I am just writing to announce the official release of my SCSI Bus Analyzer Module (scsitrace) 1.0 Beta for the Linux 2.6 kernels. A patch has been released for the Linux 188.8.131.52 kerne
I am just writing to announce the incremental release of my DrvAdm Linux 2.6 kernel specific storage administration utility. It is licensed under the GPL v3 and currently in version 10.09-2, the utility provides the capabilities to:
- add/remove/rescan for devices in the Linux 2.6 SCSI Subsystem
- reset the SCSI host, target, bus or all
- retrieve a list of all SCSI devices with detailed information
- receive a list of all SCSI hosts with detailed information
- view device partition tables, geometry / size
- dynamically modify parameters such as queue depth to timeout
- and even send Fibre Channel Loop Initialization Primitives (LIP) to specified hosts.
More can be read here: http://wiki.petroskoutoupis.com/index.php5?title=DrvAdm
I came across this interesting article today. It would appear that LSI is becoming one of the rising number of vendors to manufacture and distribute Flash-based SSD technologies in the use of high speed storage caching; traditionally referred to as Accelerator technologies.
While faster than the magnetic hard disk drive (HDD), I am still not convinced that Flash-based SSD technologies is the best type of technology for high-speed caching. I am speaking primarily of the bottlenecks found in the Flash storage concept; specifically the limited cell life on top of the latencies found in the cell read/erase/write model. Sure, vendors have found ways to work around the limited cell life with wear-leveling to the cell read/erase/write performance hit with write-combining, over-provisioning to even the newly implemented TRIM command. But will this be enough? Realistically, caching large amounts of data will not reflect the ideal environment to which products such as LSI’s accelerator card has been benchmarked with 4K transfer sizes. I would prefer to see performance data more realistic, in which data transfer will vary between 512 bytes to as high as 4 MB. I know from experience, that it is the numerous number of small files that will truly hurt performance on the Flash-based SSD.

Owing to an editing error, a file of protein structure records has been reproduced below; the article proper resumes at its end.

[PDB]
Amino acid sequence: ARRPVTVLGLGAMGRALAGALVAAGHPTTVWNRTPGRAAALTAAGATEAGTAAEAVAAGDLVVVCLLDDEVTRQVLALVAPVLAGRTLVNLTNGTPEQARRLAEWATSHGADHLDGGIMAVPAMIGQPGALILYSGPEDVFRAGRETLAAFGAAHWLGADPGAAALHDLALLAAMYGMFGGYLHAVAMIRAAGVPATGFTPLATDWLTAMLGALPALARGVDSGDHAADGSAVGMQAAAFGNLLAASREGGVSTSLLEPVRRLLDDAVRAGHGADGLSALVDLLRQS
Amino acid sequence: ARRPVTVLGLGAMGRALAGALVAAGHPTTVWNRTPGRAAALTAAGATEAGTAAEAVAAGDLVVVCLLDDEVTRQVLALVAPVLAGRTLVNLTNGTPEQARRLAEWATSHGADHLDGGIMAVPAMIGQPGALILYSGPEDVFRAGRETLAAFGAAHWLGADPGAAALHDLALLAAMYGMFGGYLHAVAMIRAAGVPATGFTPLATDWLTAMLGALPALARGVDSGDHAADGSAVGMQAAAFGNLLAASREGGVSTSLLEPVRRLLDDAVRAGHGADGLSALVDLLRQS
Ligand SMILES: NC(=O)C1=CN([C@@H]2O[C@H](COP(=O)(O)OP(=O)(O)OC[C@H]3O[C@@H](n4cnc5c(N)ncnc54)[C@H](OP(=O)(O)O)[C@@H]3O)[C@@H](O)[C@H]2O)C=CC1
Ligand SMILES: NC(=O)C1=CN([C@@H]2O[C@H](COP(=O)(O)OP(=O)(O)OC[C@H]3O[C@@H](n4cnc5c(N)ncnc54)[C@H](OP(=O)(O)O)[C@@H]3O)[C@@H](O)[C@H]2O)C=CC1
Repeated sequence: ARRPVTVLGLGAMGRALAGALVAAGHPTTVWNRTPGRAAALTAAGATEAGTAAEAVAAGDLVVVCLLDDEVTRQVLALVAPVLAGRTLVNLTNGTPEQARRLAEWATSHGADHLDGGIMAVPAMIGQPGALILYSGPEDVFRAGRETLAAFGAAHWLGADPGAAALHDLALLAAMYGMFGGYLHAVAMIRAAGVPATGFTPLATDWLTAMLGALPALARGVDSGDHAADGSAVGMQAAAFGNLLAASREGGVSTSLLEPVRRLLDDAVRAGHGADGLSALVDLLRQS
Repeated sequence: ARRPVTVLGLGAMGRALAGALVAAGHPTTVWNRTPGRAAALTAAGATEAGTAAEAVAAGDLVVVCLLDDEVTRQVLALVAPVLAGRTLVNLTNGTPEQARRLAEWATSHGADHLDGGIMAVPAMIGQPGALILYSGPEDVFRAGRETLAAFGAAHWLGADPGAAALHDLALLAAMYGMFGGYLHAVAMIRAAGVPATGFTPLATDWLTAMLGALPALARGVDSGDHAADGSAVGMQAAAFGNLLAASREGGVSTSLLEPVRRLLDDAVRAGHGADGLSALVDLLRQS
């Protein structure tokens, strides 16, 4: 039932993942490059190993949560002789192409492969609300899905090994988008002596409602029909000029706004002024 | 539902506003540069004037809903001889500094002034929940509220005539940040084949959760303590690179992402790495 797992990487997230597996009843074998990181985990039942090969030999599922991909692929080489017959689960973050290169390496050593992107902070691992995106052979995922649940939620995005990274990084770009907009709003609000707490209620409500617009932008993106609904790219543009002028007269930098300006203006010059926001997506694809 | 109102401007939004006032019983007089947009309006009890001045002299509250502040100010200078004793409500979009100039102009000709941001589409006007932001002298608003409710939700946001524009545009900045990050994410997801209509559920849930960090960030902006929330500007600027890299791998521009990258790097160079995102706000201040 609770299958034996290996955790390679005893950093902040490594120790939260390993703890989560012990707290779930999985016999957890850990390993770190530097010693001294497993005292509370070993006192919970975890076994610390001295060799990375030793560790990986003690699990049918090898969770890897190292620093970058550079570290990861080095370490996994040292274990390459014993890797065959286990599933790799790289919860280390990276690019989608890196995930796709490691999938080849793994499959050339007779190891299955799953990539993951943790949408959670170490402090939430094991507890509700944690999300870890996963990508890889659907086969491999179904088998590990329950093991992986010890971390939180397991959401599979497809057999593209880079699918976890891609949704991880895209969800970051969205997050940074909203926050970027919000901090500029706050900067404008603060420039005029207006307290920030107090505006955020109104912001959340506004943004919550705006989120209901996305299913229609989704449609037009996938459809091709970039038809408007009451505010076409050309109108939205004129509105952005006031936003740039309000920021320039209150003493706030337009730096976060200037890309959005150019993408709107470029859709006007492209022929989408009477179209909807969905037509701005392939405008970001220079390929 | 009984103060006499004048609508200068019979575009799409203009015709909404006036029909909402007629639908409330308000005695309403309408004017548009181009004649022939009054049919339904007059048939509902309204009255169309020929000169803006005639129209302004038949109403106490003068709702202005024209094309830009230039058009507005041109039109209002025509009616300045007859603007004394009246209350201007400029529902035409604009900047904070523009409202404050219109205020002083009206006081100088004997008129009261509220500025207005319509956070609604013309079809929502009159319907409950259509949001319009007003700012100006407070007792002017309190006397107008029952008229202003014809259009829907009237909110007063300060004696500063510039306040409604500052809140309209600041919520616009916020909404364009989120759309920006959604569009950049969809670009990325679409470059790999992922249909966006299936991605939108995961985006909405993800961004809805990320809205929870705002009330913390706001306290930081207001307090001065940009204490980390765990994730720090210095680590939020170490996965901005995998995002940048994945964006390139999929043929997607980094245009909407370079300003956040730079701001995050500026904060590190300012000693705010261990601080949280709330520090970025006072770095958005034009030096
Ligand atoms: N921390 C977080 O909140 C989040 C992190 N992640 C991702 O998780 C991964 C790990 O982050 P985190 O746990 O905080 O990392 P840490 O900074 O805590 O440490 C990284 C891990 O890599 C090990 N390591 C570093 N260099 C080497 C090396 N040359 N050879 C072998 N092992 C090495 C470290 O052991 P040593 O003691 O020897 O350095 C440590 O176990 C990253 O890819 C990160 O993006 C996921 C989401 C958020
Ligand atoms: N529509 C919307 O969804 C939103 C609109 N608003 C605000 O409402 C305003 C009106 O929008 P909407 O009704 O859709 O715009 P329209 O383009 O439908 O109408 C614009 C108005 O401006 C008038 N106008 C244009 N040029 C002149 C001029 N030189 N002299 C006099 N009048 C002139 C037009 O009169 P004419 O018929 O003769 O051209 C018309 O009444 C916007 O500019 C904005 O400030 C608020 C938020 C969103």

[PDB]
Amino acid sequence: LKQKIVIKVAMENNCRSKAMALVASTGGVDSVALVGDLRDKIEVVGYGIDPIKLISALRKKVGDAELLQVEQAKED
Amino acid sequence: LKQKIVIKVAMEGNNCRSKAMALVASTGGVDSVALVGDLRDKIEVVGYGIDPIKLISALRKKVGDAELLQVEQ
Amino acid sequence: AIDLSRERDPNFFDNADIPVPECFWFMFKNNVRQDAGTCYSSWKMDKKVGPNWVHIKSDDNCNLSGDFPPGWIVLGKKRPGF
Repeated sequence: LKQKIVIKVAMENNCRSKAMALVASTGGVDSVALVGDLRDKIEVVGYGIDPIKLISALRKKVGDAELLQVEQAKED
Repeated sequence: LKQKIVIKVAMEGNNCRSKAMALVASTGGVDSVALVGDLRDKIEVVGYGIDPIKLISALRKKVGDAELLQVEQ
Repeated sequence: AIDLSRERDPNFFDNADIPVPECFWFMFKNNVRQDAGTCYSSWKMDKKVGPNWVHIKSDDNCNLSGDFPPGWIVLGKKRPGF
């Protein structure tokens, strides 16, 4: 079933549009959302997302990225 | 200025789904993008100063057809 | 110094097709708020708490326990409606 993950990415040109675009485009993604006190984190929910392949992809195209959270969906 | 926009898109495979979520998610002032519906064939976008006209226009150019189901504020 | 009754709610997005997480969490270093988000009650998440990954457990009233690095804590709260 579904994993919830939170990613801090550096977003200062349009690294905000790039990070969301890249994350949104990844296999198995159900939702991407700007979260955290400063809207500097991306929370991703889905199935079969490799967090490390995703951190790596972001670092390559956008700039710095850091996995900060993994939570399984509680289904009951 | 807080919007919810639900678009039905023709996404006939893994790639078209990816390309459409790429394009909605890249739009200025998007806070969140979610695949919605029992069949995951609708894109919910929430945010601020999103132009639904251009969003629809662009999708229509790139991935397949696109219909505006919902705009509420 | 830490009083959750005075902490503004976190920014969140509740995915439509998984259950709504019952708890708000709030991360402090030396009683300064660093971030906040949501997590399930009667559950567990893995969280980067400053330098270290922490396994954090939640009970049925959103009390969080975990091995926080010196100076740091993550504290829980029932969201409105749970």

For those who are unfamiliar with what I am speaking about, the traditional Flash-based SSD operates a lot differently when it comes to write operations. While there is very little latency in seeking performance (sequential and random), as there are no movable components, write operations take a huge hit on the second iteration of data writes over cell regions, especially with smaller I/O transfer sizes, when typically the flash medium erases/rewrites a 128K page at a time. That is, they will an read 128K minimum (number may vary by vendor) page into memory, modify a 4K minimum chunk (even if the data to be written is 512 bytes, erase the physical cells that cover that 128K page and write the newly updated 128K page back to Flash (not necessarily in that order). Amplify that now with multiple small I/O writes that don’t align well to the 4K chunks. This will significantly impact overall performance.
For those of you interested, the latest issue of Linux Journal Magazine (Issue 201) has just hit the shelves at your local bookstores. This month’s issue seems to be very good one as it covers topics System Administration which include virtualization, Storage Area Networks (SAN) with ATA over Ethernet (AoE), to even an article from yours truly on creating live backups using the Snapshot feature of LVM2 and more! I obviously had to sneak in some self promoting.
I just came across this article late in the day yesterday: The Benefits of 16Gbps Fibre Channel. It also references this more detailed article with some interesting performance numbers: 16GFC standard doubles Fibre Channel speed. With the increased bandwidth, we are less likely to suffer from the bottlenecks in the recent rise in usage of SSD technologies. Exciting stuff is a coming!